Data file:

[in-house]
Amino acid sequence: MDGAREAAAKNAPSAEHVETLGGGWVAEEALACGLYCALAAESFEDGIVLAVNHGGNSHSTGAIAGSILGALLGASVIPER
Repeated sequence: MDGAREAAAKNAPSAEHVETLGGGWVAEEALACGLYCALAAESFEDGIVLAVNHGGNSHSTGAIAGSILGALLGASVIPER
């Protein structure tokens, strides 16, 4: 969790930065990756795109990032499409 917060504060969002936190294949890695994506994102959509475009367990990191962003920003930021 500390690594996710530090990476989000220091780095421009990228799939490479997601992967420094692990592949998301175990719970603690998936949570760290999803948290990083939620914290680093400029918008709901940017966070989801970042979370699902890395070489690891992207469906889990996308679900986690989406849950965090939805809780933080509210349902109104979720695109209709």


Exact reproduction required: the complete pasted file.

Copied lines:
[in-house]
Amino acid sequence: MDGAREAAAKNAPSAEHVETLGGGWVAEEALACGLYCALAAESFEDGIVLAVNHGGNSHSTGAIAGSILGALLGASVIPER
Repeated sequence: MDGAREAAAKNAPSAEHVETLGGGWVAEEALACGLYCALAAESFEDGIVLAVNHGGNSHSTGAIAGSILGALLGASVIPER
């Protein structure tokens, strides 16, 4: 969790930065990756795109990032499409 917060504060969002936190294949890695994506994102959509475009367990990191962003920003930021 500390690594996710530090990476989000220091780095421009990228799939490479997601992967420094692990592949998301175990719970603690998936949570760290999803948290990083939620914290680093400029918008709901940017966070989801970042979370699902890395070489690891992207469906889990996308679900986690989406849950965090939805809780933080509210349902109104979720695109209709």